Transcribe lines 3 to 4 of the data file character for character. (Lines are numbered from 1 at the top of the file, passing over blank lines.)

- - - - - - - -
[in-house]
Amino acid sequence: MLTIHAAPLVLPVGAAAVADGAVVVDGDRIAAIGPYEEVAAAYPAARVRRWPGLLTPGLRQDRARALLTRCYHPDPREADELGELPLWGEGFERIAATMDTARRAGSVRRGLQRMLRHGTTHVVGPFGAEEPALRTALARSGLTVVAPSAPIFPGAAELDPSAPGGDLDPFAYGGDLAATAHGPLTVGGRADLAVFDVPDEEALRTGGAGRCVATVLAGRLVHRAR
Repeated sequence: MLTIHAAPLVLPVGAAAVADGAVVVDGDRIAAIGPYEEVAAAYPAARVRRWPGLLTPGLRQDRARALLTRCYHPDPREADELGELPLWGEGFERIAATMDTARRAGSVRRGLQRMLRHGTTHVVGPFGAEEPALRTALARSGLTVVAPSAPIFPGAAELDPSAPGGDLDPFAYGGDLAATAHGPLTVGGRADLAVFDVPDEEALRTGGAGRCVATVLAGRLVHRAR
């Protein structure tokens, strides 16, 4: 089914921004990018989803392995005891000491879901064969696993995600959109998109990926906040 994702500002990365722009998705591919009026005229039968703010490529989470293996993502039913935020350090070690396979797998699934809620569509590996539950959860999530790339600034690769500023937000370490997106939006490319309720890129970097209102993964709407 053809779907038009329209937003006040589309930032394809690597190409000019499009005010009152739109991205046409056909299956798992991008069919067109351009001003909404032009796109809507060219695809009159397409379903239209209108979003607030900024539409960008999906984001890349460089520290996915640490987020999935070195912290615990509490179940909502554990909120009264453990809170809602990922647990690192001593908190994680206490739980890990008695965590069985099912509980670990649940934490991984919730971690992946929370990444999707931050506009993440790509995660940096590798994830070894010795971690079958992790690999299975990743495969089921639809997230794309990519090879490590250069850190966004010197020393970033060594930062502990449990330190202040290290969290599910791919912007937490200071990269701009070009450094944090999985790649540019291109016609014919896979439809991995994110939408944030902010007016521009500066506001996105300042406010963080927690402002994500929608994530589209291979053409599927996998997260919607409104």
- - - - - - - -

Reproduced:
Repeated sequence: MLTIHAAPLVLPVGAAAVADGAVVVDGDRIAAIGPYEEVAAAYPAARVRRWPGLLTPGLRQDRARALLTRCYHPDPREADELGELPLWGEGFERIAATMDTARRAGSVRRGLQRMLRHGTTHVVGPFGAEEPALRTALARSGLTVVAPSAPIFPGAAELDPSAPGGDLDPFAYGGDLAATAHGPLTVGGRADLAVFDVPDEEALRTGGAGRCVATVLAGRLVHRAR
């Protein structure tokens, strides 16, 4: 089914921004990018989803392995005891000491879901064969696993995600959109998109990926906040 994702500002990365722009998705591919009026005229039968703010490529989470293996993502039913935020350090070690396979797998699934809620569509590996539950959860999530790339600034690769500023937000370490997106939006490319309720890129970097209102993964709407 053809779907038009329209937003006040589309930032394809690597190409000019499009005010009152739109991205046409056909299956798992991008069919067109351009001003909404032009796109809507060219695809009159397409379903239209209108979003607030900024539409960008999906984001890349460089520290996915640490987020999935070195912290615990509490179940909502554990909120009264453990809170809602990922647990690192001593908190994680206490739980890990008695965590069985099912509980670990649940934490991984919730971690992946929370990444999707931050506009993440790509995660940096590798994830070894010795971690079958992790690999299975990743495969089921639809997230794309990519090879490590250069850190966004010197020393970033060594930062502990449990330190202040290290969290599910791919912007937490200071990269701009070009450094944090999985790649540019291109016609014919896979439809991995994110939408944030902010007016521009500066506001996105300042406010963080927690402002994500929608994530589209291979053409599927996998997260919607409104």